Hull’s unique water resilience partnership featured on new climate action podcast
The podcast, hosted by Carbon Copy’s Ric Casale and podcasting veteran Amanda Carpenter, launched earlier this month for a five-episode pilot series.
In “Blue Green City of the Future” released today, guests Lee Pitcher and Andrew Barron, of the Living With Water partnership, explain in detail why Hull and the East Riding of Yorkshire are so at risk from flooding, and what is being done to mitigate and adapt to this.
The pair reveal the personal stories that led to their passion for this project and for making the city and region a safer, more pleasant place to live.
Ric Casale, trustee of Carbon Copy, said: “With ‘once-in-a-century’ weather events like Storm Eunice now occurring far more frequently, and sea levels rising through climate change; flooding and water resilience have become critical issues for people across the UK.
“We are excited to highlight this fantastic example of collaboration between public and private sector organisations and the local community, which is helping people to protect their lives and livelihoods, and is changing perceptions about living in an area at risk of flooding.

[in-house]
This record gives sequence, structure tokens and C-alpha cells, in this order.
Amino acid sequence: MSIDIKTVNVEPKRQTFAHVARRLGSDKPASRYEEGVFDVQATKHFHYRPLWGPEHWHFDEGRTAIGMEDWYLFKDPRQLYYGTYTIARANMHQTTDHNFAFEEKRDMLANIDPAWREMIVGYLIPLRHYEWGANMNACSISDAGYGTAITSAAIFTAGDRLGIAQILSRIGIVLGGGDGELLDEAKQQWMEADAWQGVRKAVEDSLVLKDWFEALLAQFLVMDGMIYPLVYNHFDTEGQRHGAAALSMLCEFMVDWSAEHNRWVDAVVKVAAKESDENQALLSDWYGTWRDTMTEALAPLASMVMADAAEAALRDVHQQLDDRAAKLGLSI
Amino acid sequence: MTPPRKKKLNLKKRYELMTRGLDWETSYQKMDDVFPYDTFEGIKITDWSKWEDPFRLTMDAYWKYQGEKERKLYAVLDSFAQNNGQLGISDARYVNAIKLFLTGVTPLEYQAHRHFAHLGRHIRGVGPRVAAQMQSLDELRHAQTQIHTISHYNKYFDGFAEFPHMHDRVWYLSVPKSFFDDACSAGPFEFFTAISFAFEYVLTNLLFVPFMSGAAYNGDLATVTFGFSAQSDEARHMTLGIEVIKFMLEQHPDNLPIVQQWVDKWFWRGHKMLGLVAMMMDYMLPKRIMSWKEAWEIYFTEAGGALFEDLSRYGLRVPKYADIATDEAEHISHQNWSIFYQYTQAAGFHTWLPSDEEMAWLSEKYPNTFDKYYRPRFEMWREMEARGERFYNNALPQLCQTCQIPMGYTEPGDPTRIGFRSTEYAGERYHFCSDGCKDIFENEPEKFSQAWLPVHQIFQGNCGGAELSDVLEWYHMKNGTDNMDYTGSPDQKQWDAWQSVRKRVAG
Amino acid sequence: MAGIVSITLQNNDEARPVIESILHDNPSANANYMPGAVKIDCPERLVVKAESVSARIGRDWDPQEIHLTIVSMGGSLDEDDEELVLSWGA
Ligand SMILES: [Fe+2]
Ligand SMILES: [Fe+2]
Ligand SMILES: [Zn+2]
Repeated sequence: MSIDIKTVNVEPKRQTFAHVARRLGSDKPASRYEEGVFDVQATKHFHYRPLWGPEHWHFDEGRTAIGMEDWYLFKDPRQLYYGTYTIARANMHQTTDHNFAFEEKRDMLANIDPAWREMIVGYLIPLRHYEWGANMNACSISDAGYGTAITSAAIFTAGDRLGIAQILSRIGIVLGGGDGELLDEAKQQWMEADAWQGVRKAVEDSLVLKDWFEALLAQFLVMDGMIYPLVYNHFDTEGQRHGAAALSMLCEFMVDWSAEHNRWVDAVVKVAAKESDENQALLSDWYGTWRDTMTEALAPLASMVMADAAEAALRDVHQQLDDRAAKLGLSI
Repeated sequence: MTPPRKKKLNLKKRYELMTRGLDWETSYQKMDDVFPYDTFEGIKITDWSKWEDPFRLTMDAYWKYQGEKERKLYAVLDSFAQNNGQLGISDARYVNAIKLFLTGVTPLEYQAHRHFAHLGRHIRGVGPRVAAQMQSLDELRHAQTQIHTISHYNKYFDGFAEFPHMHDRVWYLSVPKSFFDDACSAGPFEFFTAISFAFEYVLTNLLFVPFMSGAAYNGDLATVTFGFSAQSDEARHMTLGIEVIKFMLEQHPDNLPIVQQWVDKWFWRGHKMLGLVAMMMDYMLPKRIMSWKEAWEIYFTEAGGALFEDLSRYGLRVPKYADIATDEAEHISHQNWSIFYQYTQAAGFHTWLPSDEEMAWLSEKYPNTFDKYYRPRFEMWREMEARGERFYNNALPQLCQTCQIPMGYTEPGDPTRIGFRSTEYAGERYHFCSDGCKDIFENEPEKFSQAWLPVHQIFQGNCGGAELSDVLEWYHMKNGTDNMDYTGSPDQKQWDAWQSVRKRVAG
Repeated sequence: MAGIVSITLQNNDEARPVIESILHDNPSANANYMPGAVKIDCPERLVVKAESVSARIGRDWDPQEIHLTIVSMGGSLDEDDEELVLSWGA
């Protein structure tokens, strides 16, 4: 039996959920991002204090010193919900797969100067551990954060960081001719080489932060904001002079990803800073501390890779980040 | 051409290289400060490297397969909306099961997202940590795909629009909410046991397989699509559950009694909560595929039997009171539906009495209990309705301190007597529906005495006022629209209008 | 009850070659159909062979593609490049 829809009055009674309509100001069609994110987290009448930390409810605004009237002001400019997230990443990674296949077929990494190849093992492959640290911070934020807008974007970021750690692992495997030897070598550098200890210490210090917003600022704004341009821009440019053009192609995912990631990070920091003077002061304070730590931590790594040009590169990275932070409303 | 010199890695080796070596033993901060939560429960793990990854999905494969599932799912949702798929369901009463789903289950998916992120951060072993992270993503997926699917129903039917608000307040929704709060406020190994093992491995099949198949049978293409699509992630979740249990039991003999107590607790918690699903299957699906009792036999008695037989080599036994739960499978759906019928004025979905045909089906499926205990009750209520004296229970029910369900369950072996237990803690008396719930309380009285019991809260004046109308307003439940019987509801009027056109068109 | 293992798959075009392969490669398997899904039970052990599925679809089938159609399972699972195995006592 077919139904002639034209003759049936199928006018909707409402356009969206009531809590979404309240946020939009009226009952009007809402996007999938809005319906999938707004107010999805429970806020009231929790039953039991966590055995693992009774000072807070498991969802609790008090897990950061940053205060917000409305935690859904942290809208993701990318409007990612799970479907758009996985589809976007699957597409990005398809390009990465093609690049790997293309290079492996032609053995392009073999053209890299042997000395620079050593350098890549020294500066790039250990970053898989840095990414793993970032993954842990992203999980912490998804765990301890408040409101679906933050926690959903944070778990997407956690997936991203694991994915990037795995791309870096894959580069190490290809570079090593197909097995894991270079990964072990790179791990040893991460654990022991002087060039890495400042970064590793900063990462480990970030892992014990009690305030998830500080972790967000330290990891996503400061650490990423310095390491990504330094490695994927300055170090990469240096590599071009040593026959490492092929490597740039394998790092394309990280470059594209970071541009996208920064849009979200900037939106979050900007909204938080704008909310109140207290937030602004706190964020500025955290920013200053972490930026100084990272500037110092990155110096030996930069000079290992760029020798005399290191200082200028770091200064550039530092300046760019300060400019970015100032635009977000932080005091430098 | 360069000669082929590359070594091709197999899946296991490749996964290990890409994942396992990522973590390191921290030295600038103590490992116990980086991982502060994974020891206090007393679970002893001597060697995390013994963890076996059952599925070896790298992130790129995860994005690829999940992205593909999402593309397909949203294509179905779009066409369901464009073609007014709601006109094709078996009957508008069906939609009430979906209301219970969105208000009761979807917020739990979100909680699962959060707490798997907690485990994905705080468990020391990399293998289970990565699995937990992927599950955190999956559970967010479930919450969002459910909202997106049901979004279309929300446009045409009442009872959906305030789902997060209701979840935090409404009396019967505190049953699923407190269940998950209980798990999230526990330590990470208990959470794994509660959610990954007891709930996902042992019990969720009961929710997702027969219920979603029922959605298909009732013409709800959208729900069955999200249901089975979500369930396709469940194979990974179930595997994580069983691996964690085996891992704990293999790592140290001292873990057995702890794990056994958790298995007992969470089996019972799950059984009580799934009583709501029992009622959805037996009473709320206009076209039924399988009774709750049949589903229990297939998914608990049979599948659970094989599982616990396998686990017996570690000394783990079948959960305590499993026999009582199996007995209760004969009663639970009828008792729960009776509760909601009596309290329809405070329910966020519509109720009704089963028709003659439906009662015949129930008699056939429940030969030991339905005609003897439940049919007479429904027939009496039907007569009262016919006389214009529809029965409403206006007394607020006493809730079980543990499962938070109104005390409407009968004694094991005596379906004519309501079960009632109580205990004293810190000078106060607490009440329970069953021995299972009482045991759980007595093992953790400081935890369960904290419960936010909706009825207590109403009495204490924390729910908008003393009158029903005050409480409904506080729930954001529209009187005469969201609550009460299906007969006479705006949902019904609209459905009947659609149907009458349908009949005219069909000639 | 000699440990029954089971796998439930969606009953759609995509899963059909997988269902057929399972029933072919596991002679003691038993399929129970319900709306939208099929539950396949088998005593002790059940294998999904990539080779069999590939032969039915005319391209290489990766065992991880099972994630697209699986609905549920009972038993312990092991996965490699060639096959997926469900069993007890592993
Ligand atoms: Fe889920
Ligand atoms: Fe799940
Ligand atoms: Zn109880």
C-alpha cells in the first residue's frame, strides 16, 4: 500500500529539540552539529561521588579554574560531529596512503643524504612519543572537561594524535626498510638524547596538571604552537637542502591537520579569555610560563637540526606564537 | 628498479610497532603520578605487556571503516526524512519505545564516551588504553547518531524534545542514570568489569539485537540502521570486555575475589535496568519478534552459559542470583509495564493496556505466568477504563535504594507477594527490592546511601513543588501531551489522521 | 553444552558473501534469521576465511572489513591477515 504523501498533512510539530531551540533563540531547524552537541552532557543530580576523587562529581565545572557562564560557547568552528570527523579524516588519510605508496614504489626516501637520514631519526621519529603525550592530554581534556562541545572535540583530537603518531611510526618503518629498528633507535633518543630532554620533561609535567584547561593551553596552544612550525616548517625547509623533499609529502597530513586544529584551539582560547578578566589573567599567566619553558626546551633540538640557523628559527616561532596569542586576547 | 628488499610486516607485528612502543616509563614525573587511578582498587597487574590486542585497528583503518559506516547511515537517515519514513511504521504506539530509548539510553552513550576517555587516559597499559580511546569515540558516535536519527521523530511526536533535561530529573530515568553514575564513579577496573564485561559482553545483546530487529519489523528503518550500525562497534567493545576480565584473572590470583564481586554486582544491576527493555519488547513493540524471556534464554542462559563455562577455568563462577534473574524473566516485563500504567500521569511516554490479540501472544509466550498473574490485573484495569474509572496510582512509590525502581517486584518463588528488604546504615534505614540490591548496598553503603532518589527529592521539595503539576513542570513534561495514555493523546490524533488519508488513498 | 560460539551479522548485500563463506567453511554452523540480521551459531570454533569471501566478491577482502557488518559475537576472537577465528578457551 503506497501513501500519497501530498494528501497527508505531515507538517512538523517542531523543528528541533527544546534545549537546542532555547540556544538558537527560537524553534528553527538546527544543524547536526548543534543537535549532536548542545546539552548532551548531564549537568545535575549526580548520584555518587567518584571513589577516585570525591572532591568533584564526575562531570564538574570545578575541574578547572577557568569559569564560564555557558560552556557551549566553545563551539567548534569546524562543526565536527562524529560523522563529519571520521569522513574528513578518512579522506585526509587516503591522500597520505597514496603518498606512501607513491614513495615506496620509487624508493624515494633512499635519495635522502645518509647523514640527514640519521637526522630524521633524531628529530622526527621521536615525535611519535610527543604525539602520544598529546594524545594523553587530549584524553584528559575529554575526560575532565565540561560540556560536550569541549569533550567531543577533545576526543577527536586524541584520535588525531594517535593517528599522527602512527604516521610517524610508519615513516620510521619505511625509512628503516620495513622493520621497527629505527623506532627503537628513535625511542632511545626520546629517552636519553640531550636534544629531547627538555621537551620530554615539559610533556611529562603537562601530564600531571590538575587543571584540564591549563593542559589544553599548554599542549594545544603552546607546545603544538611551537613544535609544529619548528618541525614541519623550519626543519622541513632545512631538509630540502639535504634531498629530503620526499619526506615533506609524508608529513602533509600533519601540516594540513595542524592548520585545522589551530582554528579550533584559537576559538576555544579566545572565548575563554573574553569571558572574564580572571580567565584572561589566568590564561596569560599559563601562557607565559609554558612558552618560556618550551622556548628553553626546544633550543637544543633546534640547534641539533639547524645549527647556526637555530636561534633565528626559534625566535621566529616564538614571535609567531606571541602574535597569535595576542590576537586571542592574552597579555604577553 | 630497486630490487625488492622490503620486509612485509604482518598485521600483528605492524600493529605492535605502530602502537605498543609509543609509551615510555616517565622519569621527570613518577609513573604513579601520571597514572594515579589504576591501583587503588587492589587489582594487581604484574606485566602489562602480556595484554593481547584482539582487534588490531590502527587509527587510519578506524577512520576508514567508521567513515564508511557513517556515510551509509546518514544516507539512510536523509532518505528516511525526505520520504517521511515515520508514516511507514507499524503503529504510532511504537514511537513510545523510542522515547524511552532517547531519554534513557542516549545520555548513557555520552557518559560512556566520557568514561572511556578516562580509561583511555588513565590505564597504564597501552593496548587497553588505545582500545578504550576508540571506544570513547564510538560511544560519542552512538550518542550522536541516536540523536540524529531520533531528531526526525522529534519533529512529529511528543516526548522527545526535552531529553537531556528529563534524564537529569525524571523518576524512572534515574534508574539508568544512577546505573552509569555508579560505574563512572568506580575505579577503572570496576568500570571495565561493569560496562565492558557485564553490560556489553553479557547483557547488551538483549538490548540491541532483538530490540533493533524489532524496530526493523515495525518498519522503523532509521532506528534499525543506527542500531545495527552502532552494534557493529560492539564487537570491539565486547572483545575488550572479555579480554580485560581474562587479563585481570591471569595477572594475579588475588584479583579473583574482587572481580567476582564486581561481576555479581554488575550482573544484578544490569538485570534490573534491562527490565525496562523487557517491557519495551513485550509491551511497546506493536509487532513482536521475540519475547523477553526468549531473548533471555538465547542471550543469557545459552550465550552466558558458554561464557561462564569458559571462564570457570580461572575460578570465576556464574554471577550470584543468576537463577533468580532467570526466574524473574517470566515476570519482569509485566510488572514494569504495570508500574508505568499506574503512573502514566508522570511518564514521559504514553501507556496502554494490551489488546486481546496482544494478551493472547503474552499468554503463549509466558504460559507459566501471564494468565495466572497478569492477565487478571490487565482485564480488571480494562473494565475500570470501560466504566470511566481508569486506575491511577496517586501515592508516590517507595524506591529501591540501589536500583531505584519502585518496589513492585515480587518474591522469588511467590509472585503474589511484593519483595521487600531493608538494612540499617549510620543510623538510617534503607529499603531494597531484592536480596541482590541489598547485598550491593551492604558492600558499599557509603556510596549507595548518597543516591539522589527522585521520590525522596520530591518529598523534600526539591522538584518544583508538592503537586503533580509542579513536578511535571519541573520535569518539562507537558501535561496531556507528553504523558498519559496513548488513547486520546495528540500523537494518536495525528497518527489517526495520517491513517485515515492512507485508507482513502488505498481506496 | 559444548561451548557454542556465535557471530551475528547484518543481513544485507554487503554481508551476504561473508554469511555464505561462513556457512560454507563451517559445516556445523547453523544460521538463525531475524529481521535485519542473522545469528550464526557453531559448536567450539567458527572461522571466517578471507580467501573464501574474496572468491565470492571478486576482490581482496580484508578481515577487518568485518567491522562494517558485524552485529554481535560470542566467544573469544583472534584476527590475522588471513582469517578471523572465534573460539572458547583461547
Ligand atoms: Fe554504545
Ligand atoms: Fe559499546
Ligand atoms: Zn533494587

“We hope that people living in other parts of the country will feel inspired by this project and will feel empowered to copy and adapt some of its methods in their own local areas.”
The Living with Water partnership
Living With Water is a partnership between Hull City Council, Yorkshire Water, East Riding of Yorkshire Council, the Environment Agency and the University of Hull – all of which are involved in managing water in the region.
The partnership works to protect the area by developing innovative water management systems, as well as giving people the knowledge to improve their personal resilience.
Lee Pitcher, general manager of the Living With Water partnership, said: “We’re always keen for new opportunities to talk about the Living With Water partnership. For us, it’s important to highlight that it is about so much more than infrastructure and engineering.
“We’re going into communities and talking to them about their ideas, and we’re finding people are really engaged and are coming up with solutions we haven’t even thought of. So this partnership is about co-creating and working together to build a city that is not only more resilient to flooding, but is a better, healthier place to live and work.”
To hear more about the Living With Water partnership, listen to the podcast on the Carbon Copy website, or search for “Copy This” wherever you get your podcasts.